Ancient Monuments

History on the Ground

This site is entirely user-supported. See how you can help.

Dovecote 60m north of Place Manor Cottage

A Scheduled Monument in Streatley, West Berkshire

We don't have any photos of this monument yet. Why don't you be the first to send us one?

Upload Photo »

Approximate Location Map
Large Map »

If Google Street View is available, the image is from the best available vantage point looking, if possible, towards the location of the monument. Where it is not available, the satellite view is shown instead.


Latitude: 51.5239 / 51°31'26"N

Longitude: -1.1494 / 1°8'57"W

OS Eastings: 459106.803978

OS Northings: 180897.325848

OS Grid: SU591808

Mapcode National: GBR 91Z.J6P

Mapcode Global: VHCYW.1Y6N

Entry Name: Dovecote 60m north of Place Manor Cottage

Scheduled Date: 15 July 2003

Source: Historic England

Source ID: 1020920

English Heritage Legacy ID: 30850

County: West Berkshire

Civil Parish: Streatley

Built-Up Area: Streatley

Traditional County: Berkshire

Lieutenancy Area (Ceremonial County): Berkshire


The monument includes a 16th or 17th century dovecote situated some distance
from the associated manor house known as Place Manor, Streatley.
The dovecote has a circular plan with a diameter of approximately 7m and is
built of flint rubble with some sarsen stone and brick decoration. This
includes a single band of brick just under halfway up the door which it frames
before encircling the whole structure. The interior contains 350 nest boxes
built of red brick and set into the walls. The interior furniture includes a
platform and potence although the associated ladder has gone. Although only
surviving in places, the walls retain some evidence of whitewash having been
applied throughout at some point in the buildings history.
The roof is conical and tile covered with a dormer window and a lantern
cupola which has a louvred wooden construction.
The dovecote is a Listed Building Grade II.

The site of the monument is shown on the attached map extract.
It includes a 2 metre boundary around the archaeological features,
considered to be essential for the monument's support and preservation.

Source: Historic England

Reasons for Scheduling

Dovecotes are specialised structures designed for the breeding and keeping of
doves as a source of food and as a symbol of high social status. Most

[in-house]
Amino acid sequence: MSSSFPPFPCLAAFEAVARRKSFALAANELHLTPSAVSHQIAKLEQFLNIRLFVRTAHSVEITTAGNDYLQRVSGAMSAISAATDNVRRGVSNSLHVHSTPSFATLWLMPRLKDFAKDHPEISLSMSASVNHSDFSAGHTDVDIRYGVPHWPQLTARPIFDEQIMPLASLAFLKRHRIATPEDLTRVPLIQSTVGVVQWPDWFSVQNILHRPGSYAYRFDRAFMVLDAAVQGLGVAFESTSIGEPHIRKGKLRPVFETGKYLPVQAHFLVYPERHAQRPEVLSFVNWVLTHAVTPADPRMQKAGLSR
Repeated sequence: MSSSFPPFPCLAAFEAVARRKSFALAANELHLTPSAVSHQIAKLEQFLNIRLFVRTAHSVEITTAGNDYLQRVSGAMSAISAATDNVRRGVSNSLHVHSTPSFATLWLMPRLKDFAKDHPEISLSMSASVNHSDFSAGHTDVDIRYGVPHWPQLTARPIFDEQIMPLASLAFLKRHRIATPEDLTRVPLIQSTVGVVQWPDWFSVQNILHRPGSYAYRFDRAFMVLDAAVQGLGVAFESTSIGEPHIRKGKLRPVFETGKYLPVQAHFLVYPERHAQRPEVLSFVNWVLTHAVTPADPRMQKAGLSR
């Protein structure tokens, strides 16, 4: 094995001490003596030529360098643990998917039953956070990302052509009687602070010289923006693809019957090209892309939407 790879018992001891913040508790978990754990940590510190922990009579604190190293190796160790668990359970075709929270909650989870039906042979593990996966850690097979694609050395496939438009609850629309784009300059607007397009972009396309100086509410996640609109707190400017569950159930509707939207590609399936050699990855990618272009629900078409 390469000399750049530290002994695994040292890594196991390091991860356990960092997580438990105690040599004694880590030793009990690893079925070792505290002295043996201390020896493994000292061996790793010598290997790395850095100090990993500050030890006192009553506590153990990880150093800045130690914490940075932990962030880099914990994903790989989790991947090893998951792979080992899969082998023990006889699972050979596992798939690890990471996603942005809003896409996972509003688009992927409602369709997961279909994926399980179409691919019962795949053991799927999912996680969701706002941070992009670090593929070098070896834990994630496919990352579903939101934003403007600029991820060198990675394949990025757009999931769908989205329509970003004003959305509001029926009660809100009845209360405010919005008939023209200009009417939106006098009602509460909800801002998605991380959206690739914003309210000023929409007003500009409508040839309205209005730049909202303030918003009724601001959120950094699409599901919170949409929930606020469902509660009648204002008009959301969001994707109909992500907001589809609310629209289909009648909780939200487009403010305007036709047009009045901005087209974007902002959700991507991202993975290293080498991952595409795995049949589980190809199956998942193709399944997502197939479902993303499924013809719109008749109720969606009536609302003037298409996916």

surviving examples were built in the period between the 14th and the 17th
centuries, although both earlier and later examples are documented. They were
generally freestanding structures, square or circular in plan and normally of
brick or stone, with nesting boxes built into the internal wall. They were
frequently sited at manor houses or monasteries. Whilst a relatively common
monument class (1500 examples are estimated to survive out of an original
population of c.25,000), most will be considered to be of national interest,
although the majority will be listed rather than scheduled. They are also
generally regarded as an important component of local distinctiveness and

The dovecote 60m north of Place Manor Cottage survives well and includes
some of the main components of its internal furniture which increases its
archaeological importance. It is a good example of a large, late medieval
manorial dovecote. In addition, it has been identified as a nationally
important example of its class, form and date in a national survey of
dovecotes. If it is indeed early 16th century in origin then its importance
would be further enhanced.

Source: Historic England


MPP Dovecote Assessment, OAU, Place Manor, Streatley, (1995)
SMR WB 2620, SMRO, Place Manor, Streatley, (2002)

Source: Historic England

Other nearby scheduled monuments is an independent online resource and is not associated with any government department. All government data published here is used under licence. Please do not contact for any queries related to any individual ancient or schedued monument, planning permission related to scheduled monuments or the scheduling process itself. is a Good Stuff website.